No Ordinary Life

Finding the courage to be

You Are the Author of Your Life

Learn to live your best life using five principles of Positive Psychology

No Ordinary Tree
No Ordinary Tree
"Whom shall I send?

And who will go for us?

And I said, here I am. Send me."

Isaah 6:8

Perfectly decked out in a navy suit that complemented his graying temples and steel blue eyes, Brad chose his words carefully. “We earn plenty of money as financial advisors but we work too long and hard. We have a summer home we rarely get to. We deserve to be happier. I want us to live on less money and retire by 55 so that we can enjoy our lives together. Who knows how long we will live? Let’s cut back. We deserve to flourish in our lives.”

Ann, tall, lithe and elegant, listened. Each time Brad brought up this theme she reminded him that she had grown up in financial need, and she loved her work. But ever since Brad had read the psychological research that tells us that money is not highly related to happiness, Brad had become tenacious about creating an optimal life without wealth. Accomplished at sales presentations, he made an impressive pitch. As the three of us sat together week after week, he did influence her towardsshifting her primary motivation from material comfort to well being.

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Curiosity engaged, Ann wanted to understand the major concepts behind Brad’s aspirations, but she worried that he might spin the facts to be more convincing. Because she trusted my knowledge of the field, she turned to me. “Judith, I want to know more about the ingredients that go into being satisfied with life. Is there a list or something? Do we even know?”

“Ann, I can highlight the major ideas about what helps us to flourish in our lives. The list makes perfect sense. We surmise that there are five properties that go with feeling daily well-being. Each of these ways of being are so satisfying that we want to be involved in them simply because they feel good. I remember these activities through their first initials, which spell PERMA.”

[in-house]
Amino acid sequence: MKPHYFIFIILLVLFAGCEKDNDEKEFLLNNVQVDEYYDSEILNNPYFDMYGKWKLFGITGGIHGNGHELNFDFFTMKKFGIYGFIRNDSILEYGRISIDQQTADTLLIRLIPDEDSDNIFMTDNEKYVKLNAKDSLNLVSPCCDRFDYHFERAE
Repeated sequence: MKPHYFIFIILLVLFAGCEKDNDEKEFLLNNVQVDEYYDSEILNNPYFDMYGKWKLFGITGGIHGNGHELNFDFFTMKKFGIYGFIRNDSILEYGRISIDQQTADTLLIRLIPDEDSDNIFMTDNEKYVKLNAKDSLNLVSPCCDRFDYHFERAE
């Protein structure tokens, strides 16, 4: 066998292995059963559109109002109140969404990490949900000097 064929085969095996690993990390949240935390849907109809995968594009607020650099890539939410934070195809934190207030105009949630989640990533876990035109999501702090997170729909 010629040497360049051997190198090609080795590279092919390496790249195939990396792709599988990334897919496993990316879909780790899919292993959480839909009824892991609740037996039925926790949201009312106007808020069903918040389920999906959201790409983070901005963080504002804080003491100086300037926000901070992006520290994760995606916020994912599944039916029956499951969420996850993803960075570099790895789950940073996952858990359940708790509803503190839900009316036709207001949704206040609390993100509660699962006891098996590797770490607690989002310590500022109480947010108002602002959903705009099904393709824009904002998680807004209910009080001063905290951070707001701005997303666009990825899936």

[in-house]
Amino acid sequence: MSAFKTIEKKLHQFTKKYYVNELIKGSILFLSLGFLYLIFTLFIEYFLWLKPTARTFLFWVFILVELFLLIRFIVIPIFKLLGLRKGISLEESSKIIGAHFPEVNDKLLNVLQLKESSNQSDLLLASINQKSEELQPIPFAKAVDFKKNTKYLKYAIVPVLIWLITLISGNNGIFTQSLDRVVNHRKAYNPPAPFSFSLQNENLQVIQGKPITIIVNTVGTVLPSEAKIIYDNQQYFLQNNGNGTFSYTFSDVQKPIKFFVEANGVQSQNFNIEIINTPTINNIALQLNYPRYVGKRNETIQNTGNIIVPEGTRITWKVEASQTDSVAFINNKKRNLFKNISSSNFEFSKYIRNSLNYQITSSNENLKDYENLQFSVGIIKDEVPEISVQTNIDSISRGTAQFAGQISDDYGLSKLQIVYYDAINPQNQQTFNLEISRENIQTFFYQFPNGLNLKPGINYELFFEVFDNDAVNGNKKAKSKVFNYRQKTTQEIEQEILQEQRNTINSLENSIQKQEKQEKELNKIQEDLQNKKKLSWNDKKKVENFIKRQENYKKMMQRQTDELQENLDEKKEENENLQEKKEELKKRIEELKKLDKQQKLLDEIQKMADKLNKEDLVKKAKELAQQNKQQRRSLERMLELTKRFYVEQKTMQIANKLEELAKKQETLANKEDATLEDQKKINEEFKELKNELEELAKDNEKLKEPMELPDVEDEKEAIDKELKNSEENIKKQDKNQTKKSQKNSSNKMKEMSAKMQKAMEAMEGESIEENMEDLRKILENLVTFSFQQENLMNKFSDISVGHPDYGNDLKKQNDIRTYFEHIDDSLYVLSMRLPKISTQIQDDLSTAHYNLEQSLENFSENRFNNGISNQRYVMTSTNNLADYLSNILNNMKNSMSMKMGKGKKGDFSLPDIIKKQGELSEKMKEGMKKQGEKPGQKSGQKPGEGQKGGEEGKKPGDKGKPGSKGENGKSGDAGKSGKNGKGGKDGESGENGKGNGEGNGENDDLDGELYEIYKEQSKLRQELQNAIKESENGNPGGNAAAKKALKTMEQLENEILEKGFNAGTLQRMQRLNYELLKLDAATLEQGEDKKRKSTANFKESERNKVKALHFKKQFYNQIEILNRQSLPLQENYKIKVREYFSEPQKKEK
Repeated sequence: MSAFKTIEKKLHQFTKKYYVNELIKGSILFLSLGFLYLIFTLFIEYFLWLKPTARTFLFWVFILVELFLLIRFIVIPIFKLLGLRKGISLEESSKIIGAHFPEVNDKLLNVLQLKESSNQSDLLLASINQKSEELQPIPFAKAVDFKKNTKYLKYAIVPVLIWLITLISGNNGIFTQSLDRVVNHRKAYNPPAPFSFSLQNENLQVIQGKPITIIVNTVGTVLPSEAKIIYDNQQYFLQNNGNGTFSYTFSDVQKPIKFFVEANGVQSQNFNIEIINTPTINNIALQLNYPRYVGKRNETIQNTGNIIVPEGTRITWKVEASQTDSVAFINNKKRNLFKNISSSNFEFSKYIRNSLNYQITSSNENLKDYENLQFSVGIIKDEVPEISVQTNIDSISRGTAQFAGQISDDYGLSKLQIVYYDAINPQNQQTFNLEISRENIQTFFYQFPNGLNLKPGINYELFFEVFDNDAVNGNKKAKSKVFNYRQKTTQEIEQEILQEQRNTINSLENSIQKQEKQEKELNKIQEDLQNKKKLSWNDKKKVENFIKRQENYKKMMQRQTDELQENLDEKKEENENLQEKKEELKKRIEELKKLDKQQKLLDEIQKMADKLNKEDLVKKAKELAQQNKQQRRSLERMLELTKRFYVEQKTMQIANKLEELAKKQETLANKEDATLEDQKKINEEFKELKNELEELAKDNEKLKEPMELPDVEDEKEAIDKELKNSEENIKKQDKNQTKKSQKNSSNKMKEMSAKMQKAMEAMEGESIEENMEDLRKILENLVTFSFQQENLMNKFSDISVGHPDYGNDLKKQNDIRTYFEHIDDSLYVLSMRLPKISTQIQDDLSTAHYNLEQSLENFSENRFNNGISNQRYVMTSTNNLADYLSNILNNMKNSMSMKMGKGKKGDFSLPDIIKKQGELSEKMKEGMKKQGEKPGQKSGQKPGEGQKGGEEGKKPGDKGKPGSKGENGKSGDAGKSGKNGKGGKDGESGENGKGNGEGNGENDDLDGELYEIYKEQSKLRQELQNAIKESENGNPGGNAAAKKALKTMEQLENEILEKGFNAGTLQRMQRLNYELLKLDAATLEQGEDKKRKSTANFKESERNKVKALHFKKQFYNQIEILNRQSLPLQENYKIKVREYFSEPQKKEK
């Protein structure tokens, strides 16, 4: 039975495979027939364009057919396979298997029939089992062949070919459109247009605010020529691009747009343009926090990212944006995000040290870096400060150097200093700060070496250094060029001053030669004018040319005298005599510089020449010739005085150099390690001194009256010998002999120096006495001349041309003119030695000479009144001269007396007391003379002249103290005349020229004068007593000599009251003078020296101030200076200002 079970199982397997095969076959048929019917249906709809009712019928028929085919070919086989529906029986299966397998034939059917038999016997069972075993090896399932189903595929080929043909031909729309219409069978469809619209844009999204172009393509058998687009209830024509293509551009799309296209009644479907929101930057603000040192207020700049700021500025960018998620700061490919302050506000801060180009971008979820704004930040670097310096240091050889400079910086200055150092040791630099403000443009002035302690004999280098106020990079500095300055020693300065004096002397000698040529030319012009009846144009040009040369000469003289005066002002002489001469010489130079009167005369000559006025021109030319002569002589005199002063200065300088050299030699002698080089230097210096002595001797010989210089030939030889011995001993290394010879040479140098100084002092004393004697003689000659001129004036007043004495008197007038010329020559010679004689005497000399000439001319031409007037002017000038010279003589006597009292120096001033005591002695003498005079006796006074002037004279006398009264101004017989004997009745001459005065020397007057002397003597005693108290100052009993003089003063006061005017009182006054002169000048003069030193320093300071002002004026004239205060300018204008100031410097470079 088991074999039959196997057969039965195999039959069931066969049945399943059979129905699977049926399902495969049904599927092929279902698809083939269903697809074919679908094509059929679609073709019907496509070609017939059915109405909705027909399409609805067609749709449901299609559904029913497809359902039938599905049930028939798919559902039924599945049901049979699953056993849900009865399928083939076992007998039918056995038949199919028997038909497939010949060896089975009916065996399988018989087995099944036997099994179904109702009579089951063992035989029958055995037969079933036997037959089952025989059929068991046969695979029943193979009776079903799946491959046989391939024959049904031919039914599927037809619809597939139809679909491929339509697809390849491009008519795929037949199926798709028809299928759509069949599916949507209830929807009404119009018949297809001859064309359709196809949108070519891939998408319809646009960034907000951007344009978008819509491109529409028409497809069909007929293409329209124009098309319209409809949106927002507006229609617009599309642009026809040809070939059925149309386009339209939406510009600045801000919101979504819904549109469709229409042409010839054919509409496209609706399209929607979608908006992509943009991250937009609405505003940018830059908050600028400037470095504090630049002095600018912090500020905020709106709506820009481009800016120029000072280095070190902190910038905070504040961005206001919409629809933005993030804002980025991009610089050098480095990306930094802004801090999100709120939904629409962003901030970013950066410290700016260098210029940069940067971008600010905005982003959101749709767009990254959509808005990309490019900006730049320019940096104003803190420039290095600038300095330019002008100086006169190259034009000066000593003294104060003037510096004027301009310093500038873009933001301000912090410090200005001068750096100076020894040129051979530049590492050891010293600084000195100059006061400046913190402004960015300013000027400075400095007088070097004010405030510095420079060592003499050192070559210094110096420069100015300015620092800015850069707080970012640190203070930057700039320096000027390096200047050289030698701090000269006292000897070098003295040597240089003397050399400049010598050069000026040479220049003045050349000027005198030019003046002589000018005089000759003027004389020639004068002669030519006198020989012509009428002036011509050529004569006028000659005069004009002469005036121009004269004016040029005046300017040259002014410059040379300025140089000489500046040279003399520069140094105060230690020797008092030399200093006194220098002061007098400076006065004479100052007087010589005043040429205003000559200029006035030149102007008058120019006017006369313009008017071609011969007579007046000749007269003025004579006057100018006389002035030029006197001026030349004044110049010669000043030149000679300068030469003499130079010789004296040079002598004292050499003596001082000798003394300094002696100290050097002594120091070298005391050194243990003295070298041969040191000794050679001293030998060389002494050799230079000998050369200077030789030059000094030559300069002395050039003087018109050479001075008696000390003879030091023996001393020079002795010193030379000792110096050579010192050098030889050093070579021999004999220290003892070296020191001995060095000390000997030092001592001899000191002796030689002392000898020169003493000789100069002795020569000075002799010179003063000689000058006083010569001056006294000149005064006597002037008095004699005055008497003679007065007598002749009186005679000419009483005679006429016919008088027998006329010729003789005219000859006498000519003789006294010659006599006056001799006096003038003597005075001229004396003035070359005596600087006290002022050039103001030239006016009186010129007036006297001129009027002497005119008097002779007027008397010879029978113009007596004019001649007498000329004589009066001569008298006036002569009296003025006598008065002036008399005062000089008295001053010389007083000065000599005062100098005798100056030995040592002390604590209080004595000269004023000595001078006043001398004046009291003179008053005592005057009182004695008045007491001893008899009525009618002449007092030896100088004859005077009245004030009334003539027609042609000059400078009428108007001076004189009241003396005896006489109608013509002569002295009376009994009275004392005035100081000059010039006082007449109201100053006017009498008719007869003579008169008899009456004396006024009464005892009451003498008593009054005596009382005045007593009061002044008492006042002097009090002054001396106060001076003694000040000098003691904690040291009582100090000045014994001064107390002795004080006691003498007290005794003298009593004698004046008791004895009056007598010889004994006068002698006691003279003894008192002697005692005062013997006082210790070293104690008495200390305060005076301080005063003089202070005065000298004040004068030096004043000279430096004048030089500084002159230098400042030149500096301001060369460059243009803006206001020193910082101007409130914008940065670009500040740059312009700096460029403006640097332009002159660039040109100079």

•Positive emotion: When we concentrate on creating pleasure, comfort and a warm feeling inside, we create the very cornerstone of experiencing well being. We stop planning and simply flow with the pleasant feeling state. Sometimes we even experience ecstasy. A bubbly Jacuzzi or dancing with someoneyou love might create this for you.

•Engagement: When we are fully engaged in something, time stops and we can lose ourselves in the activity. We do not bother to stop to reflect or to think. When Brad is running in a marathon, he is fully engaged.

• Relationships: We actually know that happiness is about being with other people. People you love are the best antidote to feeling badly. And doing kind acts, like bringing flowers to a sick friend, usually creates a short burst of well-being.

• Meaning: We need meaning in our lives. We need to work towards something we believe in. “Brad places great meaning inmolding a best life for you and for him. Ann, you find meaning in helping others make money. For most of us, building such strong relationships provides optimal meaning.”

• Accomplishment: It feels good to set and achieve a goal. Some of us want to earn enough money to later donate to worthy causes. Others of us get a sense of achievement from collecting sea glass or running a marathon. The joy is actually in exerting mastery over our environment. We achieve because it feels great to achieve.

These five characteristics of people who flourish give us clues about how to have a terrific life day after day. Folks who flourish are optimistic, self-reliant, resilient to stress, and successful in creating vibrant human relationships.

But the best news of all is that we can train people to flourish. We think of this as psychological fitness, whether this fitness be related to emotional fitness, social resilience, spiritual depth, optimal physical health, or family vibrancy. As Gandhi said, we can actually become the embodiment of the change we want to see in the world. As pie-in-the-sky as this sounds, Gandhi’s statement ca function as a wonderful road map for optimal life.

A way that I think about this is that we are able to take ownership and to become the author of our lives. We can turn trauma into growth. We can become fully accountable. The Bible tells us that when God asked Isaiah whom to send into a dangerous situation requiring bravery, vision and leadership, Isaiah replied, “Here I am. Send me.”

To consider: Am I on the road to flourishing in my life? How might my life improve if I trained myself to be more accountable and have more meaningful relationships with those I love?

Judith Coche, Ph.D., A.B.P.P. is an author, psychotherapist, and founder of The Coche Center.

 
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